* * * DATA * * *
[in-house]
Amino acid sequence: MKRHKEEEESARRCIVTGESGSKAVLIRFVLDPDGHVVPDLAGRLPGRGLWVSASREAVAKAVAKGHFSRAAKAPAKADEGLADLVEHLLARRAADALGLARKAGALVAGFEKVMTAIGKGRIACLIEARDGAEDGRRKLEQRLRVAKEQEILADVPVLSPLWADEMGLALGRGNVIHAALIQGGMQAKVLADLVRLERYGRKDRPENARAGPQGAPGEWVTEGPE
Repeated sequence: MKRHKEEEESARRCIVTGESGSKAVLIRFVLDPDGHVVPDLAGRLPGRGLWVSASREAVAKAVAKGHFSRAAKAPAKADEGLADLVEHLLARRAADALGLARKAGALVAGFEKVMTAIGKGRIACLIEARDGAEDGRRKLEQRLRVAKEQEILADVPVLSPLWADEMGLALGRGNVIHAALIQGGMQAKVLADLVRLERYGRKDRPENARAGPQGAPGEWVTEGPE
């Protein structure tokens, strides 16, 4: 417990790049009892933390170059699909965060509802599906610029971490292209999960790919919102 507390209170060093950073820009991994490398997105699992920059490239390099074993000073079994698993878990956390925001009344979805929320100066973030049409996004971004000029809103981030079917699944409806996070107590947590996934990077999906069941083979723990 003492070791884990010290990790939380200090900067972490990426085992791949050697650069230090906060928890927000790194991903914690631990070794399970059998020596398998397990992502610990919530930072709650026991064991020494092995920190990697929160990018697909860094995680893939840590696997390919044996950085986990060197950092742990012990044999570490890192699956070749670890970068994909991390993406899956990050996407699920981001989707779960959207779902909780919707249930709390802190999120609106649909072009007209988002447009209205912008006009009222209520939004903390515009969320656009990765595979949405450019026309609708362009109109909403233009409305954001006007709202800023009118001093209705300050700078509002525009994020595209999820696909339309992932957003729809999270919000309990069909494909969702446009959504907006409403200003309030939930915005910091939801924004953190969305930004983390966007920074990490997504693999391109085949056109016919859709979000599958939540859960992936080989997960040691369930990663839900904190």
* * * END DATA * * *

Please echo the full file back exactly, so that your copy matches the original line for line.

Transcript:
[in-house]
Amino acid sequence: MKRHKEEEESARRCIVTGESGSKAVLIRFVLDPDGHVVPDLAGRLPGRGLWVSASREAVAKAVAKGHFSRAAKAPAKADEGLADLVEHLLARRAADALGLARKAGALVAGFEKVMTAIGKGRIACLIEARDGAEDGRRKLEQRLRVAKEQEILADVPVLSPLWADEMGLALGRGNVIHAALIQGGMQAKVLADLVRLERYGRKDRPENARAGPQGAPGEWVTEGPE
Repeated sequence: MKRHKEEEESARRCIVTGESGSKAVLIRFVLDPDGHVVPDLAGRLPGRGLWVSASREAVAKAVAKGHFSRAAKAPAKADEGLADLVEHLLARRAADALGLARKAGALVAGFEKVMTAIGKGRIACLIEARDGAEDGRRKLEQRLRVAKEQEILADVPVLSPLWADEMGLALGRGNVIHAALIQGGMQAKVLADLVRLERYGRKDRPENARAGPQGAPGEWVTEGPE
């Protein structure tokens, strides 16, 4: 417990790049009892933390170059699909965060509802599906610029971490292209999960790919919102 507390209170060093950073820009991994490398997105699992920059490239390099074993000073079994698993878990956390925001009344979805929320100066973030049409996004971004000029809103981030079917699944409806996070107590947590996934990077999906069941083979723990 003492070791884990010290990790939380200090900067972490990426085992791949050697650069230090906060928890927000790194991903914690631990070794399970059998020596398998397990992502610990919530930072709650026991064991020494092995920190990697929160990018697909860094995680893939840590696997390919044996950085986990060197950092742990012990044999570490890192699956070749670890970068994909991390993406899956990050996407699920981001989707779960959207779902909780919707249930709390802190999120609106649909072009007209988002447009209205912008006009009222209520939004903390515009969320656009990765595979949405450019026309609708362009109109909403233009409305954001006007709202800023009118001093209705300050700078509002525009994020595209999820696909339309992932957003729809999270919000309990069909494909969702446009959504907006409403200003309030939930915005910091939801924004953190969305930004983390966007920074990490997504693999391109085949056109016919859709979000599958939540859960992936080989997960040691369930990663839900904190």